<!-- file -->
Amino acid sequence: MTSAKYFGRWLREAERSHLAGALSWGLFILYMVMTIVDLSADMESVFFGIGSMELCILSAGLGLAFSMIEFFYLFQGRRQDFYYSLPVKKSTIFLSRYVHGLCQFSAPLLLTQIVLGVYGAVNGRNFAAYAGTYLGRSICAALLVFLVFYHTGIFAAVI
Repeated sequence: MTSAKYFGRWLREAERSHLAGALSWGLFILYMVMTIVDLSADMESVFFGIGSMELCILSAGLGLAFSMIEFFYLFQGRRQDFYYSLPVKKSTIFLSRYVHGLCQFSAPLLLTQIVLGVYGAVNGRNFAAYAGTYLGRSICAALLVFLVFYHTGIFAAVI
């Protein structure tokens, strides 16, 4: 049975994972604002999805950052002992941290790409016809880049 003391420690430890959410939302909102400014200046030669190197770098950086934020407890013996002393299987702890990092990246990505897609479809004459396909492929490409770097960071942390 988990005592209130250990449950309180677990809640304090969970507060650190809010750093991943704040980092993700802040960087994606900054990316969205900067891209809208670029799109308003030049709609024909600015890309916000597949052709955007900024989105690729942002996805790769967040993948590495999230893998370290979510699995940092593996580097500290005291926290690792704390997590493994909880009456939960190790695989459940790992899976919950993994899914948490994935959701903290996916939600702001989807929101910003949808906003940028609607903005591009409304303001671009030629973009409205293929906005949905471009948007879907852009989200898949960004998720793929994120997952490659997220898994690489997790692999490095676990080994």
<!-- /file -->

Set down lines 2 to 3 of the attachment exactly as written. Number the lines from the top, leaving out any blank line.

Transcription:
Repeated sequence: MTSAKYFGRWLREAERSHLAGALSWGLFILYMVMTIVDLSADMESVFFGIGSMELCILSAGLGLAFSMIEFFYLFQGRRQDFYYSLPVKKSTIFLSRYVHGLCQFSAPLLLTQIVLGVYGAVNGRNFAAYAGTYLGRSICAALLVFLVFYHTGIFAAVI
């Protein structure tokens, strides 16, 4: 049975994972604002999805950052002992941290790409016809880049 003391420690430890959410939302909102400014200046030669190197770098950086934020407890013996002393299987702890990092990246990505897609479809004459396909492929490409770097960071942390 988990005592209130250990449950309180677990809640304090969970507060650190809010750093991943704040980092993700802040960087994606900054990316969205900067891209809208670029799109308003030049709609024909600015890309916000597949052709955007900024989105690729942002996805790769967040993948590495999230893998370290979510699995940092593996580097500290005291926290690792704390997590493994909880009456939960190790695989459940790992899976919950993994899914948490994935959701903290996916939600702001989807929101910003949808906003940028609607903005591009409304303001671009030629973009409205293929906005949905471009948007879907852009989200898949960004998720793929994120997952490659997220898994690489997790692999490095676990080994």